“I don't think you are going to really hear that from Republicans tonight. I think you are going to hear the status quo,” Johnson continued. “I never thought that I would be left off-stage when I started this whole run for the presidency....What I say differs from everybody else up there on that stage.”

Johnson acknowledged that some of his libertarian positions are similar to those of Rep. Ron Paul, R-Texas, who has run for president before and has sufficient polling support to appear Monday night.

“I think that it's a good thing, perhaps, to have stereo speakers up there as opposed to just one person talking about this. I do think that this is the excitement that is spreading across the country, and this is where it's at. It’s balancing the federal budget. It’s bringing about a strong dollar as opposed to the collapse of our monetary system, which is what we're looking at.”

And Johnson filled ABC News in on his debate plans, while his rivals are debating in New Hampshire.

“I don't want to call it lame, but I think I have an obligation to answer all the questions that are being asked,” Johnson said.

“So we're going to do a webcast where I'm going to do just that. I guarantee you that my answers will be shorter, and I guarantee that my answers will be a lot different.”

Copyright 2011 ABC News Radio


No Fireworks at First Republican Primary Debate

Comstock Images/Thinkstock(GREENVILLE, S.C.) -- With some of the biggest names and biggest personalities in the Republican primary taking a pass on attending, the first Republican primary debate of the 2012 campaign was a rather sedate and polite affair.

On stage at the Peace Center in Greenville, South Carolina for the Fox News/South Carolina Republican party debate were five relatively unknown Republican candidates: former Minnesota Gov. Tim Pawlenty, Godfather’s Pizza CEO Herman Cain, Rep. Ron Paul of Texas, former Pennsylvania Sen. Rick Santorum, and former New Mexico Gov. Gary Johnson.

Despite the best efforts of the Fox moderators to try and create some sparks, the candidates stayed away from attacking each other -- or even those who weren’t on stage.

When Cain was asked why he, as a supporter of former Gov. Mitt Romney in 2008, was running against him now, Cain replied, “He didn’t win so I’m gonna try my time.”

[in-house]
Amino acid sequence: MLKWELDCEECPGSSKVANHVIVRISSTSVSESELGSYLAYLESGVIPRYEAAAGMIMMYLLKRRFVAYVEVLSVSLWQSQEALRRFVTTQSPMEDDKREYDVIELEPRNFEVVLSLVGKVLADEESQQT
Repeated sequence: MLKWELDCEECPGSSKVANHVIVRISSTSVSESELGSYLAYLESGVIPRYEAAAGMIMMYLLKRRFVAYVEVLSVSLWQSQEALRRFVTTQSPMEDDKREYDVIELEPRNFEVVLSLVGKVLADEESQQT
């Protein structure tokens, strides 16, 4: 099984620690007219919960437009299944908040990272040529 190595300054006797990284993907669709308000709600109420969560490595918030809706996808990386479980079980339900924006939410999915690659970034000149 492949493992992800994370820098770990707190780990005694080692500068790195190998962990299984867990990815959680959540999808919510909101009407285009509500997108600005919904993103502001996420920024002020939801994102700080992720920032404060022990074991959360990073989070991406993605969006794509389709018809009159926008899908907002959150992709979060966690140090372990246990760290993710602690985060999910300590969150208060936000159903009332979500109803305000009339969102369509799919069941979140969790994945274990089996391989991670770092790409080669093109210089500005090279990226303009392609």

When Pawlenty was asked whether he was worried about Mike Huckabee beating him in Iowa, he said, “I love the Huck.”

The hosts tried to get Santorum, a well-known social conservative, to tee off on former Speaker Newt Gingrich’s messy personal life, but Santorum didn’t take the bait.

“Just because you fall short doesn’t mean you can’t stand up and say this is the right way,” Santorum said.

It was Pawlenty, however, who had the most to gain -- or lose -- by his performance at the debate.  Despite his low standing in the polls, Pawlenty is seen as the candidate most able to position himself as the challenger to the current leader in GOP polls, former Massachusetts Gov. Mitt Romney.

In the end, Pawlenty played it safe.  He didn’t gain anything, but he didn’t lose anything either.

He kept his aim on President Obama’s policies on everything from health care to Libya to the economy.  He even used a question about his own liabilities in the primary, his support for cap and trade legislation as governor, as an opportunity to present himself as a straight shooter.

Calling it a mistake, as he’s done for a while now, Pawlenty said, “I just admit.  I don’t try to duck it, bob it, weave it, try to explain it away.  I’m just telling you I made a mistake.”

Still, he wasn’t the most charismatic candidate on stage.  Nor was he particularly aggressive.  When asked to comment on Romney’s health care plan in Massachusetts, Pawlenty demurred, saying, “Governor Romney isn’t here to defend himself so I’m not going to pick on him. “

But for Pawlenty, who says he sees this race as a marathon and not a sprint, it’s all about staying on pace and conserving his energy for the many miles yet to come.

Copyright 2011 ABC News Radio


Gary Johnson: 'From Obscurity to Prominence' in New Hampshire

Matthew Simmons/WireImage(WASHINGTON) -- Former Gov. Gary Johnson jumped into the 2012 presidential race this week, bringing his libertarian leanings -- and his much-noted support for legalizing marijuana -- into a still-fluid Republican field.

On ABC’s Top Line Friday, Johnson, R-N.M., told us that he’ll be concentrating his campaign on “Live Free or Die” New Hampshire, in the hopes of vaulting into prominence.

“You can't deny that I am the underdog,” Johnson said from WMUR-TV studios in the Granite State.